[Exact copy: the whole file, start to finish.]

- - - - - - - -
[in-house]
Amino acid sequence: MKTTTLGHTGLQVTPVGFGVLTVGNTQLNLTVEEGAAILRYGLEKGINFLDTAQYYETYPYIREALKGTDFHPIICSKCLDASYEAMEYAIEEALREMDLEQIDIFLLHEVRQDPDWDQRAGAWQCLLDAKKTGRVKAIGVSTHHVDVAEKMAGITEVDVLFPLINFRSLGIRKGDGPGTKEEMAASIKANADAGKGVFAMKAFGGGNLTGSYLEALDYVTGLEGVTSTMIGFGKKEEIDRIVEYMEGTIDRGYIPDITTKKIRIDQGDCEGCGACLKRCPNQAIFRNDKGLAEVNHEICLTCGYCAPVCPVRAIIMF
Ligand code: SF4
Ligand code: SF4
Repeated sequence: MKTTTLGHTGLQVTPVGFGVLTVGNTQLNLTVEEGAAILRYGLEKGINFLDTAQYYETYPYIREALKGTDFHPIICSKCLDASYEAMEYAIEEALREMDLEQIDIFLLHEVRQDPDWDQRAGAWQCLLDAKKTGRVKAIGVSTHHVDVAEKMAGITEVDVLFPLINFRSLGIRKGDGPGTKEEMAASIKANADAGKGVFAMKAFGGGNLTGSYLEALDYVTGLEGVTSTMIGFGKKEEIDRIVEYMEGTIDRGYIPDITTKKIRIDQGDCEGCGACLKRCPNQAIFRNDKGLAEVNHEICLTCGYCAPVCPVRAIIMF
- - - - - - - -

[in-house]
Amino acid sequence: MKTTTLGHTGLQVTPVGFGVLTVGNTQLNLTVEEGAAILRYGLEKGINFLDTAQYYETYPYIREALKGTDFHPIICSKCLDASYEAMEYAIEEALREMDLEQIDIFLLHEVRQDPDWDQRAGAWQCLLDAKKTGRVKAIGVSTHHVDVAEKMAGITEVDVLFPLINFRSLGIRKGDGPGTKEEMAASIKANADAGKGVFAMKAFGGGNLTGSYLEALDYVTGLEGVTSTMIGFGKKEEIDRIVEYMEGTIDRGYIPDITTKKIRIDQGDCEGCGACLKRCPNQAIFRNDKGLAEVNHEICLTCGYCAPVCPVRAIIMF
Ligand code: SF4
Ligand code: SF4
Repeated sequence: MKTTTLGHTGLQVTPVGFGVLTVGNTQLNLTVEEGAAILRYGLEKGINFLDTAQYYETYPYIREALKGTDFHPIICSKCLDASYEAMEYAIEEALREMDLEQIDIFLLHEVRQDPDWDQRAGAWQCLLDAKKTGRVKAIGVSTHHVDVAEKMAGITEVDVLFPLINFRSLGIRKGDGPGTKEEMAASIKANADAGKGVFAMKAFGGGNLTGSYLEALDYVTGLEGVTSTMIGFGKKEEIDRIVEYMEGTIDRGYIPDITTKKIRIDQGDCEGCGACLKRCPNQAIFRNDKGLAEVNHEICLTCGYCAPVCPVRAIIMF